Summary of a seminar co-sponsored by East-West Center Washington, Asia Program of Woodrow Wilson Center, Sigur Center for Asian Studies of George Washington University, and United States Institute of Peace.

National integration is a difficult issue for China, particular in the cases of Tibet and Xinjiang. While Washington had paid greater attention to Tibet than Xinjiang before September 11, Beijing has long considered Xinjiang as a more troublesome region. To the delight of Beijing, both the United States and the United Nations have recently acknowledged the "Islamic Movement of Eastern Turkestan" as a terrorist organization. Meanwhile, Beijing for the first time in two decades allowed two high-level envoys from the Dalai Lama to visit Tibet in September. To what extent will these developments change Beijing's relations with ethnic minorities in these two restless regions?

In the first session on Tibet, both Carole McGranahan of the University of Colorado at Boulder and Tseten Wangchuk of Voice of American argued that the Tibetan people are not fully integrated into China in terms of ideology and national sentiment. Du Yongbin of the Chinese Center for Tibetan Studies, on the other hand, stressed Beijing's success in integrating Tibet into China through cultural assimilation and intermarriage between Tibetans and Han Chinese.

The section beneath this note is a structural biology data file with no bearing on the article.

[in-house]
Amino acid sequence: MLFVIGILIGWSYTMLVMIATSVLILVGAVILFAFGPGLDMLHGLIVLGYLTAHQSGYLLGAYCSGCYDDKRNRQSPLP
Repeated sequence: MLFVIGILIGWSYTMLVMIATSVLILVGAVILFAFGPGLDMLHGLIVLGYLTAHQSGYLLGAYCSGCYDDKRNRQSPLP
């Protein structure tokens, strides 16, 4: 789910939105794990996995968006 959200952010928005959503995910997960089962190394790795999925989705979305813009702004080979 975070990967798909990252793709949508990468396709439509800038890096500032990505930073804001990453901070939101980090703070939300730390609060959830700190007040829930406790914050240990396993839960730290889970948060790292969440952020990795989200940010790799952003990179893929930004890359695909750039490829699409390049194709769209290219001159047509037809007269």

In the second session on Xinjiang, all three speakers, Gardner Bovingdon of Washington University at Saint Louis, Yang Shengmin of Columbia University, and Talant Mawkanuli of Indiana University, agreed that the Chinese central government has maintained only sporadic and incomplete control of Xinjiang throughout history. According to Bovingdon and Mawkanuli, most Uyghurs bear substantial resentment toward Chinese rule and hope for autonomy or independence for Xinjiang.

This seminar suggested that economic development alone could not resolve ethnic conflicts in Tibet and Xinjiang. If China's new leadership wants to seriously deal with the issue of national integration, it should shift its policy priority from cultural assimilation to political accommodation with regard to ethnic minorities in China's "Great West."

Drafted by Gang Lin, Asia Program Associate, 202/691-4011
Robert M. Hathaway, Asia Program Director